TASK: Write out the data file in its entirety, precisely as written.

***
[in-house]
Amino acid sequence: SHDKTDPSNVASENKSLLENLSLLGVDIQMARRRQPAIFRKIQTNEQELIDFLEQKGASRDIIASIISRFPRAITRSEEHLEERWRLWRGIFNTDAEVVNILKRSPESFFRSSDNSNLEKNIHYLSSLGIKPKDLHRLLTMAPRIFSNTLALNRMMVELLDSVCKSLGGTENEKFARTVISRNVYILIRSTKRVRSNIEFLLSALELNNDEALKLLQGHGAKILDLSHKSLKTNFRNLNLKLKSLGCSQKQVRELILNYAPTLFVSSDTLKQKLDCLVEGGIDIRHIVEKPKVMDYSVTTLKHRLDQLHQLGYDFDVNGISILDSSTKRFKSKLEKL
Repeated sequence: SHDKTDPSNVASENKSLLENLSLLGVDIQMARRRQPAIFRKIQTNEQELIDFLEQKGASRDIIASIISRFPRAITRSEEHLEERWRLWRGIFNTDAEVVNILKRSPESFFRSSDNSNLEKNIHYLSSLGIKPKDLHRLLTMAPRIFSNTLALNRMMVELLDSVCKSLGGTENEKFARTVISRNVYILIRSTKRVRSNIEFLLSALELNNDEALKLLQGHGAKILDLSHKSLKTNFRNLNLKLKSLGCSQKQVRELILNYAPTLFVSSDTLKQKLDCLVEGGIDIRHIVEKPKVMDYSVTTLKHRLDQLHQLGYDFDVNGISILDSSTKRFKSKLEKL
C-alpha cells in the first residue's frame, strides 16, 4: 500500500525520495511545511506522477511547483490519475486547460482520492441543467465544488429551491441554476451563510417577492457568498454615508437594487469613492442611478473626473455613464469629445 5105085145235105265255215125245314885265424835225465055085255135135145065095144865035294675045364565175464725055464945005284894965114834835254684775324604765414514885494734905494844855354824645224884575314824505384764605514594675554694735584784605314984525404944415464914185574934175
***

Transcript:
[in-house]
Amino acid sequence: SHDKTDPSNVASENKSLLENLSLLGVDIQMARRRQPAIFRKIQTNEQELIDFLEQKGASRDIIASIISRFPRAITRSEEHLEERWRLWRGIFNTDAEVVNILKRSPESFFRSSDNSNLEKNIHYLSSLGIKPKDLHRLLTMAPRIFSNTLALNRMMVELLDSVCKSLGGTENEKFARTVISRNVYILIRSTKRVRSNIEFLLSALELNNDEALKLLQGHGAKILDLSHKSLKTNFRNLNLKLKSLGCSQKQVRELILNYAPTLFVSSDTLKQKLDCLVEGGIDIRHIVEKPKVMDYSVTTLKHRLDQLHQLGYDFDVNGISILDSSTKRFKSKLEKL
Repeated sequence: SHDKTDPSNVASENKSLLENLSLLGVDIQMARRRQPAIFRKIQTNEQELIDFLEQKGASRDIIASIISRFPRAITRSEEHLEERWRLWRGIFNTDAEVVNILKRSPESFFRSSDNSNLEKNIHYLSSLGIKPKDLHRLLTMAPRIFSNTLALNRMMVELLDSVCKSLGGTENEKFARTVISRNVYILIRSTKRVRSNIEFLLSALELNNDEALKLLQGHGAKILDLSHKSLKTNFRNLNLKLKSLGCSQKQVRELILNYAPTLFVSSDTLKQKLDCLVEGGIDIRHIVEKPKVMDYSVTTLKHRLDQLHQLGYDFDVNGISILDSSTKRFKSKLEKL
C-alpha cells in the first residue's frame, strides 16, 4: 500500500525520495511545511506522477511547483490519475486547460482520492441543467465544488429551491441554476451563510417577492457568498454615508437594487469613492442611478473626473455613464469629445 5105085145235105265255215125245314885265424835225465055085255135135145065095144865035294675045364565175464725055464945005284894965114834835254684775324604765414514885494734905494844855354824645224884575314824505384764605514594675554694735584784605314984525404944415464914185574934175